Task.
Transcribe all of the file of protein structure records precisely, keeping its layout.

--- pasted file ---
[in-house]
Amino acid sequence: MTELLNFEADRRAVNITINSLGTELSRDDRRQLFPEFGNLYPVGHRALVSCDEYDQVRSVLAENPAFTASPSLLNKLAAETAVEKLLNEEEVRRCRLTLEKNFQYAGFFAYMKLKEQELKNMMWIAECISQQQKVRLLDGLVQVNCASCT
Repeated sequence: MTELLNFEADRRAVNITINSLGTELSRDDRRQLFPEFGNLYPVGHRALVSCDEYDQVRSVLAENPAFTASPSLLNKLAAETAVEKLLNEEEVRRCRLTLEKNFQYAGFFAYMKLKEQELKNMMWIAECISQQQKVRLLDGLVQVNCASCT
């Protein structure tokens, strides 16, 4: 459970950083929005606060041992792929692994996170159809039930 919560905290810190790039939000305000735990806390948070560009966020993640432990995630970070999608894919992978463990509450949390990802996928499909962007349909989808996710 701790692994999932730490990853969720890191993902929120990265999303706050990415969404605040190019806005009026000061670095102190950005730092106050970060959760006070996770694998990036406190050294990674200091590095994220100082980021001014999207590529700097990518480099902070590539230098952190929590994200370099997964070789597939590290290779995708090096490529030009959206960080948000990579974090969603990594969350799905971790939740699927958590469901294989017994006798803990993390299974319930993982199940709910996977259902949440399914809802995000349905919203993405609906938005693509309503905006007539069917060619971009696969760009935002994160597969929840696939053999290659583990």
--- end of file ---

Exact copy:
[in-house]
Amino acid sequence: MTELLNFEADRRAVNITINSLGTELSRDDRRQLFPEFGNLYPVGHRALVSCDEYDQVRSVLAENPAFTASPSLLNKLAAETAVEKLLNEEEVRRCRLTLEKNFQYAGFFAYMKLKEQELKNMMWIAECISQQQKVRLLDGLVQVNCASCT
Repeated sequence: MTELLNFEADRRAVNITINSLGTELSRDDRRQLFPEFGNLYPVGHRALVSCDEYDQVRSVLAENPAFTASPSLLNKLAAETAVEKLLNEEEVRRCRLTLEKNFQYAGFFAYMKLKEQELKNMMWIAECISQQQKVRLLDGLVQVNCASCT
């Protein structure tokens, strides 16, 4: 459970950083929005606060041992792929692994996170159809039930 919560905290810190790039939000305000735990806390948070560009966020993640432990995630970070999608894919992978463990509450949390990802996928499909962007349909989808996710 701790692994999932730490990853969720890191993902929120990265999303706050990415969404605040190019806005009026000061670095102190950005730092106050970060959760006070996770694998990036406190050294990674200091590095994220100082980021001014999207590529700097990518480099902070590539230098952190929590994200370099997964070789597939590290290779995708090096490529030009959206960080948000990579974090969603990594969350799905971790939740699927958590469901294989017994006798803990993390299974319930993982199940709910996977259902949440399914809802995000349905919203993405609906938005693509309503905006007539069917060619971009696969760009935002994160597969929840696939053999290659583990």